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sea blobs

These giant purple slugs are invading California beaches (some people have mistaken them for human organs)

Keep an eye out for these fellows, if you’re heading to the San Francisco Bay area.

A GIANT PURPLE blob from the sea – a slug – is invading beaches and waterways in California, and some experts say the phenomenon may be caused by warmer temperatures near coastal waters.

These California sea hares are harmless plant eaters – but their big size and unusual abundance this year has been turning heads at the shoreline at a number of beaches in the San Francisco Bay Area.

slug Clint Reynolds / Youtube Clint Reynolds / Youtube / Youtube

At least least one visitor to Almeda beach phoned police to report he had seen a human heart lying on the sand, the Contra Costa Times reported. 

However, he was told it was likely just one of the many sea hares that have been spotted in the area.

“We are getting calls from the public asking what the heck is this big weird purple blob,” Carolyn Jones, a spokeswoman for the East Bay Regional Park District said.

It’s native to our area. It’s not endangered, but they are rarely seen other than an occasional one here or there.

Officials have no precise count, but dozens have been seen on some beaches at the same time, and two dozen were spotted last month in an inlet to Lake Merritt in Oakland.

conservsyndicate / YouTube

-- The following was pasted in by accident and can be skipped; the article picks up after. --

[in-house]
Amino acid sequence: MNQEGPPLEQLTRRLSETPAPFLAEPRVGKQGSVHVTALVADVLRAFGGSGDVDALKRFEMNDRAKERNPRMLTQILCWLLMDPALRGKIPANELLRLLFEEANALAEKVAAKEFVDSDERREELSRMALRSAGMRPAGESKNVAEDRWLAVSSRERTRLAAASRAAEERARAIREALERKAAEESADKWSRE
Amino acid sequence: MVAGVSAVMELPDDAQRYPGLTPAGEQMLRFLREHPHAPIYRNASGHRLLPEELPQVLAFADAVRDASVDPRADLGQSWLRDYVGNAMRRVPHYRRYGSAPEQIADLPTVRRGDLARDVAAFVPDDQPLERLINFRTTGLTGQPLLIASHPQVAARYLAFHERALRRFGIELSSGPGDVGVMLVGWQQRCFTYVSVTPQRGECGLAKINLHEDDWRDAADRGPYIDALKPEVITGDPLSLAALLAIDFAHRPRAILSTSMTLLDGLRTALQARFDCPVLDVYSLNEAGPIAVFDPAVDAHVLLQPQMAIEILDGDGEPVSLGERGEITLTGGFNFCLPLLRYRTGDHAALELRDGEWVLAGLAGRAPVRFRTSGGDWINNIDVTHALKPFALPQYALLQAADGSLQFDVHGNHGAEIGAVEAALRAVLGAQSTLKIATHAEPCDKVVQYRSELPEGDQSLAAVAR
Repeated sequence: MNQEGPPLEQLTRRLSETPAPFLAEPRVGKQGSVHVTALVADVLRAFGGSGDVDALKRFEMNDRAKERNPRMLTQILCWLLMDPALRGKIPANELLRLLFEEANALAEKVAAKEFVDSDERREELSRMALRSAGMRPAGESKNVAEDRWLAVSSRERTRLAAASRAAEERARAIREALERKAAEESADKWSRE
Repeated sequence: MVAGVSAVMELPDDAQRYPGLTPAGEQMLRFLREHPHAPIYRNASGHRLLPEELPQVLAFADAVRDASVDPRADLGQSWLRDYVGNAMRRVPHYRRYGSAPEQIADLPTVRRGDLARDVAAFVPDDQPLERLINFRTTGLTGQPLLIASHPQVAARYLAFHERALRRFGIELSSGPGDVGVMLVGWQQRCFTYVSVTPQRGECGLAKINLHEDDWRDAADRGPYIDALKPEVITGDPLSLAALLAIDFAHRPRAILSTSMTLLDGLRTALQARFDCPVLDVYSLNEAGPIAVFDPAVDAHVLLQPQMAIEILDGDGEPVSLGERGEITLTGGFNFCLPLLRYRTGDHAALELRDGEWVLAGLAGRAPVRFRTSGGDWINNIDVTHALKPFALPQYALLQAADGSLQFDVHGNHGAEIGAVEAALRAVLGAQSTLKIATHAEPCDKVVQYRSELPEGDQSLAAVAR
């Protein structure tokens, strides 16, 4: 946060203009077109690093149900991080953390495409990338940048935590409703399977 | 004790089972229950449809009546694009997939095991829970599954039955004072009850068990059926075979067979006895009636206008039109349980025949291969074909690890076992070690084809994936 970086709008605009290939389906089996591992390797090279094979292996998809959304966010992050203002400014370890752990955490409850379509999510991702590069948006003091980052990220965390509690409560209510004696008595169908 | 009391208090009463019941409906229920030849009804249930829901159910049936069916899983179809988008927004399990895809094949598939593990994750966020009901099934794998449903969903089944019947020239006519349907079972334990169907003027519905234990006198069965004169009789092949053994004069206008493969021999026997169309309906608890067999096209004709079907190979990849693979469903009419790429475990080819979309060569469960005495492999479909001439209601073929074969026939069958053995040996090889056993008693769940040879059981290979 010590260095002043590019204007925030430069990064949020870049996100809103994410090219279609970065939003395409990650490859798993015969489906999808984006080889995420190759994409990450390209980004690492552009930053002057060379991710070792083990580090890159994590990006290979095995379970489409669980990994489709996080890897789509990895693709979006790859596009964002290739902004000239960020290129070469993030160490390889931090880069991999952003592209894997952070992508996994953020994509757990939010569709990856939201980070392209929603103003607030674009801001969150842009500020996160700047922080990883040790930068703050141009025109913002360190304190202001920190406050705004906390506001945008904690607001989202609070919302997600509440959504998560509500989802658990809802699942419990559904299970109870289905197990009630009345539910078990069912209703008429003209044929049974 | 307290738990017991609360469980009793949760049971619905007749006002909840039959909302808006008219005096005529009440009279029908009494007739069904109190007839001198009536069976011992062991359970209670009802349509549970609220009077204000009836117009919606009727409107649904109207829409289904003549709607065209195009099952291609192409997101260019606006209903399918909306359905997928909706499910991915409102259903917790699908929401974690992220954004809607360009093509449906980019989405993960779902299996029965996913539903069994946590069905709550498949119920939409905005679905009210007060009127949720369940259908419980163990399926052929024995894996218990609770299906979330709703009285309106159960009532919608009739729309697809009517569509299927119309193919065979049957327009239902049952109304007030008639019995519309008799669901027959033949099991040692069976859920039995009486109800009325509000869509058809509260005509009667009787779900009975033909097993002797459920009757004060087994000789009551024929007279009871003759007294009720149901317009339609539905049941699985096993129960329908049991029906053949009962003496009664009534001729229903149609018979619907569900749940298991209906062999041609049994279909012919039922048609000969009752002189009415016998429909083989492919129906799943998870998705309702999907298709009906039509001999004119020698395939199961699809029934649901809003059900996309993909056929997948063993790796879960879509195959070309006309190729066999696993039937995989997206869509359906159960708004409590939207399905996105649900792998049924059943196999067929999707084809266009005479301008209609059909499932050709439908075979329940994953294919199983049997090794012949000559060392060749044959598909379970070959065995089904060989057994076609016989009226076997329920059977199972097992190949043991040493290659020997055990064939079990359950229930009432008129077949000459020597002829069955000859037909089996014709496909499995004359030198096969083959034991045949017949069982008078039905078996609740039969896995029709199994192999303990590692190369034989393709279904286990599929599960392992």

The first ones were spotted last autumn. But more have been seen in May and June — including ones that captured the crowd’s attention last weekend at an annual sand-castle-building contest at Crown Beach in Alameda.

The slugs can reach 15 pounds or more and 30 inches in length. They are called sea hares because their thick antennae resemble rabbit ears.

The boom in sea hares may be related to warmer temperatures near coastal waters, said Morgan Dill, a naturalist at the Crab Cove Visitor Center in Alameda.

“We can’t say for sure why we’re seeing so many, but the Bay temperatures are definitely warmer this year,” Dill said.

In Oakland, local resident Joel Peter said he was stoked last month to see about 22 sea hares moving through in a canal into Lake Merritt.

“I had never seen one before, and then all of a sudden there were 22 of them with these brilliant colors,” Peter said.

They really caught my eye.

Associated Press with reporting from Daragh Brophy.

Read: Scientists have built a lab 62 feet under the sea – but they aren’t using it to explore the ocean

Read: Man dropped his iPhone into the sea and it recorded what happened 

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